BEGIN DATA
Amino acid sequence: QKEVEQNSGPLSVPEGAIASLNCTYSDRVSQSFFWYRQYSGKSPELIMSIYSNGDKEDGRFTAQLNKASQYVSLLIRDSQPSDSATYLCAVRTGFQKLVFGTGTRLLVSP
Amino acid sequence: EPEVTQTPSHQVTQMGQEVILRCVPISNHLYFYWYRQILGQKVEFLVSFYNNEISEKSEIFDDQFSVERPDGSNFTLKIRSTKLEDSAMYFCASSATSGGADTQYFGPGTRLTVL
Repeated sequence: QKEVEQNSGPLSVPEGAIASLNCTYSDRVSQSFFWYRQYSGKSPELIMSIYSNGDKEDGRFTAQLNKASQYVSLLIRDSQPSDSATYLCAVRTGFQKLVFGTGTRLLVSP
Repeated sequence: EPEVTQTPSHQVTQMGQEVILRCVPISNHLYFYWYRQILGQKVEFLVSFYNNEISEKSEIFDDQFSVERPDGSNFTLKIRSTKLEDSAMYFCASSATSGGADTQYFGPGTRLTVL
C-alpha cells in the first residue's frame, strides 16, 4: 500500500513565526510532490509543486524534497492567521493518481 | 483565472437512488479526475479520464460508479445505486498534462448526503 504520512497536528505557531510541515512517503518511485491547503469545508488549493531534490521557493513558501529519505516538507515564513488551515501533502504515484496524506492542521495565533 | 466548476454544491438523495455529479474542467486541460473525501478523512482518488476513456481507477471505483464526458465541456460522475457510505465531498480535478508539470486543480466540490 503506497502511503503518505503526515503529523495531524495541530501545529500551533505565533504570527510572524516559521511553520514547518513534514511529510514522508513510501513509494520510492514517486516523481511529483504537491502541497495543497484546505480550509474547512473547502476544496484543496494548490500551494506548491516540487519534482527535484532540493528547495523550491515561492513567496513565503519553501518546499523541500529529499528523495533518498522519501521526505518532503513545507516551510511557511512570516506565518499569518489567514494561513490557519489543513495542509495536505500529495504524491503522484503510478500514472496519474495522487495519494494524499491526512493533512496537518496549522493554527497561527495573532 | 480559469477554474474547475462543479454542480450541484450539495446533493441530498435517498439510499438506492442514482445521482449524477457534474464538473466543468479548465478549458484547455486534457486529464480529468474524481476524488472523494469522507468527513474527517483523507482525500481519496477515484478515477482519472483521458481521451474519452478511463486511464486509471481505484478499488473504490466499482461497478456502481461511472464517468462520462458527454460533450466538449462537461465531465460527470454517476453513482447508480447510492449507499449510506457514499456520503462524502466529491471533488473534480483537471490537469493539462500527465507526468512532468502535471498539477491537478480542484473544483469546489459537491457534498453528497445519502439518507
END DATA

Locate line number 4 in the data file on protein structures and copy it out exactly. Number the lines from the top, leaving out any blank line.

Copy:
Repeated sequence: EPEVTQTPSHQVTQMGQEVILRCVPISNHLYFYWYRQILGQKVEFLVSFYNNEISEKSEIFDDQFSVERPDGSNFTLKIRSTKLEDSAMYFCASSATSGGADTQYFGPGTRLTVL